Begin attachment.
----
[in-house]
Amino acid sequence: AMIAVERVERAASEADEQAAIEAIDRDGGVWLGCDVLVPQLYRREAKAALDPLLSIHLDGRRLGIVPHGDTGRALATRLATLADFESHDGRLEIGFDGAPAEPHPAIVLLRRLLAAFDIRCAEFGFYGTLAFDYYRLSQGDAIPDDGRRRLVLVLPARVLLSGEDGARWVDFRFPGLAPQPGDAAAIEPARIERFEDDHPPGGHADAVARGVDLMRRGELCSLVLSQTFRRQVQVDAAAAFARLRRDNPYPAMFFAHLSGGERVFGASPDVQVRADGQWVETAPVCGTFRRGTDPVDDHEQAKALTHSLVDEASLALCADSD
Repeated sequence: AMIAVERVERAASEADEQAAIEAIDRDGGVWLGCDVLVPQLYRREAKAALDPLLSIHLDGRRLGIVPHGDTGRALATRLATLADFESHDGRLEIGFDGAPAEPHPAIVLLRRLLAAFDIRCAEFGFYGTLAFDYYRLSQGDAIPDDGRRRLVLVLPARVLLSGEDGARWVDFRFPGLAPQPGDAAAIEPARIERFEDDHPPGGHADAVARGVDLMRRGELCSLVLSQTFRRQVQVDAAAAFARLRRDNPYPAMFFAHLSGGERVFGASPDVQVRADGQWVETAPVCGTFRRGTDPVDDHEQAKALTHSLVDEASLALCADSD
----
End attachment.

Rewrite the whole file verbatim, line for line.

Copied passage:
[in-house]
Amino acid sequence: AMIAVERVERAASEADEQAAIEAIDRDGGVWLGCDVLVPQLYRREAKAALDPLLSIHLDGRRLGIVPHGDTGRALATRLATLADFESHDGRLEIGFDGAPAEPHPAIVLLRRLLAAFDIRCAEFGFYGTLAFDYYRLSQGDAIPDDGRRRLVLVLPARVLLSGEDGARWVDFRFPGLAPQPGDAAAIEPARIERFEDDHPPGGHADAVARGVDLMRRGELCSLVLSQTFRRQVQVDAAAAFARLRRDNPYPAMFFAHLSGGERVFGASPDVQVRADGQWVETAPVCGTFRRGTDPVDDHEQAKALTHSLVDEASLALCADSD
Repeated sequence: AMIAVERVERAASEADEQAAIEAIDRDGGVWLGCDVLVPQLYRREAKAALDPLLSIHLDGRRLGIVPHGDTGRALATRLATLADFESHDGRLEIGFDGAPAEPHPAIVLLRRLLAAFDIRCAEFGFYGTLAFDYYRLSQGDAIPDDGRRRLVLVLPARVLLSGEDGARWVDFRFPGLAPQPGDAAAIEPARIERFEDDHPPGGHADAVARGVDLMRRGELCSLVLSQTFRRQVQVDAAAAFARLRRDNPYPAMFFAHLSGGERVFGASPDVQVRADGQWVETAPVCGTFRRGTDPVDDHEQAKALTHSLVDEASLALCADSD